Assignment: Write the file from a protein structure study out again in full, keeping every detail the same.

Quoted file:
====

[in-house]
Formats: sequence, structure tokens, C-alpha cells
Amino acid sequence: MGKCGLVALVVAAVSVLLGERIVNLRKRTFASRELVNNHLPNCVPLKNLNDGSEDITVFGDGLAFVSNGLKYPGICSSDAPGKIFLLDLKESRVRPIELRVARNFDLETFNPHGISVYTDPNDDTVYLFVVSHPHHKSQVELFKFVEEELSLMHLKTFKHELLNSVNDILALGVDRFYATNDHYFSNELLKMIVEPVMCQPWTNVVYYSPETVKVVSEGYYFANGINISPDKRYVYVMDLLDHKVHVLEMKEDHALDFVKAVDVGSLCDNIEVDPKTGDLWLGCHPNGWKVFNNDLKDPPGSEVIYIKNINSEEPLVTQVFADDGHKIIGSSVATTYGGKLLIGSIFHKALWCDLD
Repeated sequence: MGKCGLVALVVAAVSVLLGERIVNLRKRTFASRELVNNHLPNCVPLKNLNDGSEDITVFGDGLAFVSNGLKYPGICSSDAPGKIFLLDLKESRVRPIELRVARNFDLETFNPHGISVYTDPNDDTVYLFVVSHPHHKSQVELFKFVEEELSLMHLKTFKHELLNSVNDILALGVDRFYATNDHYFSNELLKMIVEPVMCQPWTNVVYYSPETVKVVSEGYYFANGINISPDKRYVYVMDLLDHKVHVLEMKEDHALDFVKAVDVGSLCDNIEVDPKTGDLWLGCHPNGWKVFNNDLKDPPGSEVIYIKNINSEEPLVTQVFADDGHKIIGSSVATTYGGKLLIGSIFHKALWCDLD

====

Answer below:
[in-house]
Formats: sequence, structure tokens, C-alpha cells
Amino acid sequence: MGKCGLVALVVAAVSVLLGERIVNLRKRTFASRELVNNHLPNCVPLKNLNDGSEDITVFGDGLAFVSNGLKYPGICSSDAPGKIFLLDLKESRVRPIELRVARNFDLETFNPHGISVYTDPNDDTVYLFVVSHPHHKSQVELFKFVEEELSLMHLKTFKHELLNSVNDILALGVDRFYATNDHYFSNELLKMIVEPVMCQPWTNVVYYSPETVKVVSEGYYFANGINISPDKRYVYVMDLLDHKVHVLEMKEDHALDFVKAVDVGSLCDNIEVDPKTGDLWLGCHPNGWKVFNNDLKDPPGSEVIYIKNINSEEPLVTQVFADDGHKIIGSSVATTYGGKLLIGSIFHKALWCDLD
Repeated sequence: MGKCGLVALVVAAVSVLLGERIVNLRKRTFASRELVNNHLPNCVPLKNLNDGSEDITVFGDGLAFVSNGLKYPGICSSDAPGKIFLLDLKESRVRPIELRVARNFDLETFNPHGISVYTDPNDDTVYLFVVSHPHHKSQVELFKFVEEELSLMHLKTFKHELLNSVNDILALGVDRFYATNDHYFSNELLKMIVEPVMCQPWTNVVYYSPETVKVVSEGYYFANGINISPDKRYVYVMDLLDHKVHVLEMKEDHALDFVKAVDVGSLCDNIEVDPKTGDLWLGCHPNGWKVFNNDLKDPPGSEVIYIKNINSEEPLVTQVFADDGHKIIGSSVATTYGGKLLIGSIFHKALWCDLD